Many current contextual ad targeting approaches claim to use semantics as their underlying processing approach. But there are many varieties in applied semantics. One such approach most commonly used is a keyword & statistics approach used by Autonomy. The second is a Natural Language Processing (NLP) approach used by ADmantX. This document does a comparison between two vendor’s approaches that typifies the differences and argues that the incremental benefits of a NLP approach out way any additional costs.
Keyword based systems combined with statistics go from stemming (eliminating the last part of a word in order to work with the base form) to simple linguistic operations (finding the terms with standard patterns of inflection). The use of a thesaurus is also possible – archives of keyword relations. The statistical methods then aim to catch the keyword relations using mathematical algorithms of probability (Bayes theorem and Hidden Markov Chains being the most prominent); because of their objectives, sometimes these are inappropriately labeled as semantic technology or natural language technology.
Classification is done through Bayes’ functions, therefore creating values during the training phase and when in use, calculating the probability of a group of keywords which are “the closest” to a training group with respect to others. Entity Extraction is done through the use of regular expressions: logical operations on characters sometimes assisted by Markov Chains. Limitations exist in the approach in constructing the fullest expression of language logic often referred to as a semantic triple (subject-predicate-object) used in establishing sentiment, direction of action, motivation, intention etc. The limitation is due to the variety in human expression that current probabilistic models cannot capture.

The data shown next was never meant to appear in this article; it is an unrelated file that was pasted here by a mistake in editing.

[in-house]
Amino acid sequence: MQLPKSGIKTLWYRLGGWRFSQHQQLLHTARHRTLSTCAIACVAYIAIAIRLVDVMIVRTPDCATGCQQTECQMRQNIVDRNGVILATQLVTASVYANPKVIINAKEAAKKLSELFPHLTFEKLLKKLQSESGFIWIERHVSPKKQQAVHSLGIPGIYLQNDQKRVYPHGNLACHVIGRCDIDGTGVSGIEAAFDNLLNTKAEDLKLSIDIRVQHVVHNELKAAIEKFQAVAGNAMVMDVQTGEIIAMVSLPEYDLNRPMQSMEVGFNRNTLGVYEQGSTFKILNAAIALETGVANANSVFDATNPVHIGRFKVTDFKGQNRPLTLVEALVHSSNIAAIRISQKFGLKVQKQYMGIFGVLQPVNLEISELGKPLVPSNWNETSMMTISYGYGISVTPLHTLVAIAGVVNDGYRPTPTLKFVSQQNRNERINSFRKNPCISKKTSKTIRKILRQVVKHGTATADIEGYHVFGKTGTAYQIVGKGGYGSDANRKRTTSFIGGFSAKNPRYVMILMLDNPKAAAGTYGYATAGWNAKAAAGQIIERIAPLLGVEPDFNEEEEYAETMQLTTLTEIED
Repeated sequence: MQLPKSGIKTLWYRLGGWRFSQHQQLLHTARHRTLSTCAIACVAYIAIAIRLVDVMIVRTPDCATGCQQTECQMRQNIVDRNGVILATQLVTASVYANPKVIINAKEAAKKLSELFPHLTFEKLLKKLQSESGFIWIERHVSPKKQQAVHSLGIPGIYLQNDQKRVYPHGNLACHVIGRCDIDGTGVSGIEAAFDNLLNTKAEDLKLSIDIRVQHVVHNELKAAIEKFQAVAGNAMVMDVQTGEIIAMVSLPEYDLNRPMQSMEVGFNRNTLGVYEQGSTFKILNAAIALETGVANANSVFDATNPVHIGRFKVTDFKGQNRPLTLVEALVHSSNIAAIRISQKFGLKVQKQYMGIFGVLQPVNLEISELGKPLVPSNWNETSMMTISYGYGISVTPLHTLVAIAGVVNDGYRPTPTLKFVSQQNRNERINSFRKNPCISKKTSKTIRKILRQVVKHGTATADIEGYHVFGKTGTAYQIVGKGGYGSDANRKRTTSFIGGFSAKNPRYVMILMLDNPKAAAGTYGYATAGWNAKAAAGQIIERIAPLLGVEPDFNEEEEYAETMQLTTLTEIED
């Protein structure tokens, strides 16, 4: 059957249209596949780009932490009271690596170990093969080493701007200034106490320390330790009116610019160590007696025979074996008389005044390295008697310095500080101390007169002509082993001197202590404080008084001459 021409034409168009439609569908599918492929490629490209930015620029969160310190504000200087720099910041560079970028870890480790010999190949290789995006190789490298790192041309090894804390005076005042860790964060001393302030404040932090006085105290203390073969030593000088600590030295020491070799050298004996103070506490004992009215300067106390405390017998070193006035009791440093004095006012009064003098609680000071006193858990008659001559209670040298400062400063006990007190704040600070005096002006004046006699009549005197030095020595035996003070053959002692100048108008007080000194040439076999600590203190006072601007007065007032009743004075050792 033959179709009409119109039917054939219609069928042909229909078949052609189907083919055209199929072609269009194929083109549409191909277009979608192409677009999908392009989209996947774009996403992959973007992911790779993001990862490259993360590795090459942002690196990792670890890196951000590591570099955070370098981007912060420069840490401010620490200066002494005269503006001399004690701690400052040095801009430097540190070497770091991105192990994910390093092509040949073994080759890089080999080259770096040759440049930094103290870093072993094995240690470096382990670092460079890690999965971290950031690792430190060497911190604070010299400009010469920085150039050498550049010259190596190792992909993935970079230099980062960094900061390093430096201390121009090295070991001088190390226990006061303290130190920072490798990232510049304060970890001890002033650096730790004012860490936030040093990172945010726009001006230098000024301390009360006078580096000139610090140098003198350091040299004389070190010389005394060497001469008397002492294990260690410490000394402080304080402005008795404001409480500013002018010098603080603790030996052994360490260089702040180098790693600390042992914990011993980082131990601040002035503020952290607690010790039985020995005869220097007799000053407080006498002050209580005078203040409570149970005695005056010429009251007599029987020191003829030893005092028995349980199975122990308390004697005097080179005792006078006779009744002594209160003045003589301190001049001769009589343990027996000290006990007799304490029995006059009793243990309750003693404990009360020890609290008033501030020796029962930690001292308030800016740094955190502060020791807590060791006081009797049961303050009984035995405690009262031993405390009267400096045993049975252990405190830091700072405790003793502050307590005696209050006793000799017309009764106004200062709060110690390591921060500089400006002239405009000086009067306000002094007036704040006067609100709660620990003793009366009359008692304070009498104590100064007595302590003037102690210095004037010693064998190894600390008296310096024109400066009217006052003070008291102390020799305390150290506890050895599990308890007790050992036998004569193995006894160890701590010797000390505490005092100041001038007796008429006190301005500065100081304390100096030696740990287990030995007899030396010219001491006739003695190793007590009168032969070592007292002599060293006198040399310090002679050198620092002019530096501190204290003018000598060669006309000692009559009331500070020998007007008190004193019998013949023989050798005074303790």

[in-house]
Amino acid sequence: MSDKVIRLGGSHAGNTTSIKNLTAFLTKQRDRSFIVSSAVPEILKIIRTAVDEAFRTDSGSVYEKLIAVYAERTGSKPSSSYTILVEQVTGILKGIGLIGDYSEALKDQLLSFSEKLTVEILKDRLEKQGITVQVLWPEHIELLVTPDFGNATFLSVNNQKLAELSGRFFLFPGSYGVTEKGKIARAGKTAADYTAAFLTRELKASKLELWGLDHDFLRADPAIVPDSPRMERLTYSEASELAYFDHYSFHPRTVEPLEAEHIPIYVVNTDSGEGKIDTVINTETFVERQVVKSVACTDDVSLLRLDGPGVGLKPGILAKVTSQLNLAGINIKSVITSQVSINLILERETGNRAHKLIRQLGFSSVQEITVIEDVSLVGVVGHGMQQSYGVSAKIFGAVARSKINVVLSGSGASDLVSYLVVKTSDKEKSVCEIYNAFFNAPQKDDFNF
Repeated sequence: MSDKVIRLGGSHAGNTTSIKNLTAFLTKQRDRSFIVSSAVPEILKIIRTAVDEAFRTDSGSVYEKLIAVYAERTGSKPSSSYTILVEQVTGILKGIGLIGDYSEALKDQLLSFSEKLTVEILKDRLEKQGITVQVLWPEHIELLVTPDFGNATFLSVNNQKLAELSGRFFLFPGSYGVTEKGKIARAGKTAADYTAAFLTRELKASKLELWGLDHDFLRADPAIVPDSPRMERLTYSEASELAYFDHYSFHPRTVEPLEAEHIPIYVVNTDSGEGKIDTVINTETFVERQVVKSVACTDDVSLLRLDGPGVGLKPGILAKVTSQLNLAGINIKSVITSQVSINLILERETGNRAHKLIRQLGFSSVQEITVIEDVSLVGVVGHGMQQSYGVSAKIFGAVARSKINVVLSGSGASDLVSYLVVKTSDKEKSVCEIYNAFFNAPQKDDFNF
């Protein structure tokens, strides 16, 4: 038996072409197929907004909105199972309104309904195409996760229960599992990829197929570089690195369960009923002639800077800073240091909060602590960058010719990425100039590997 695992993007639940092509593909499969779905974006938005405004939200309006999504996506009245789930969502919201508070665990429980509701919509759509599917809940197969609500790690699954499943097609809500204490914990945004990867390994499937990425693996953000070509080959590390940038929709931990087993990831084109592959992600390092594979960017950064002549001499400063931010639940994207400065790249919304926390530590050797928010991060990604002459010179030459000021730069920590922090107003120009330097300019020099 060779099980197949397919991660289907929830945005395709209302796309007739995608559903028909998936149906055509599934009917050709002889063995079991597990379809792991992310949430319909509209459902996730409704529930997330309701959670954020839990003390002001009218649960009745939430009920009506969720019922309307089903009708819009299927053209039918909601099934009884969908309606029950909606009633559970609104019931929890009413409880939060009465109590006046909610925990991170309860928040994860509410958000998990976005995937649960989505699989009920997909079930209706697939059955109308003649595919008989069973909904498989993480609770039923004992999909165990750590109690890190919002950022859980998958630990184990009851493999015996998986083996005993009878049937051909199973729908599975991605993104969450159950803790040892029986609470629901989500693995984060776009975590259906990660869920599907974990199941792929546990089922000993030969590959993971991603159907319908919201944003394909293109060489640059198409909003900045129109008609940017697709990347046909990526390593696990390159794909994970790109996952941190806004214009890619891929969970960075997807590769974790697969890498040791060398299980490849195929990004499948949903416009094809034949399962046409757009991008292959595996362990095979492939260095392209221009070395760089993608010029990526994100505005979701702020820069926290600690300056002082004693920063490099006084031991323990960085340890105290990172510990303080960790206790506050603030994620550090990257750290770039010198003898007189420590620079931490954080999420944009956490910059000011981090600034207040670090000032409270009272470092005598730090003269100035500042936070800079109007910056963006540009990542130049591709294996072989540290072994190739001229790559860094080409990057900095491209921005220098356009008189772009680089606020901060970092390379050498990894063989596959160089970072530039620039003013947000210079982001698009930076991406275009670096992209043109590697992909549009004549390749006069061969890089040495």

Probability based methods suffer from a zero sum problem in terms of performance. That is to say when an increase in precision is needed it always comes at the expense of recall, and vice versa. Probabilistic systems draw “boundaries” between documents relevant and retrieved documents. The boundaries are ridged in the sense that that cannot be adjusted for single or small groups of documents or other special conditions. They change probabilities for all documents.
Diagram 1: The diagram above represents both precision and recall. The relevant documents are to the left of vertical line. The documents inside the oval are the retrieved documents – the documents the system thinks are correct. The proportion of documents not retrieved but should have been relative to those correctly retrieved is the precision measurement and marked as arrow 1. The proportion of documents not identified as relevant that should have been relative to those correctly identified as relevant is the recall measurement and marked as arrow 2.
In a probabilistic system when work is done to increase precision by increasing the number of relevant documents by definition the recall worsens as seen in the Diagram 2 below.
Diagram 2: Changes that improve precision worsen recall e.g. ratio 1 improves but ratio 2 worsens.
Conversely in a probabilistic system if work is done to improve recall by increasing the number of retrieved documents the precision suffers as is shown in Diagram 3 below.
Diagram 3: Changes that improve recall worsen precision e.g. ratio 2 improves but ratio 1 worsens.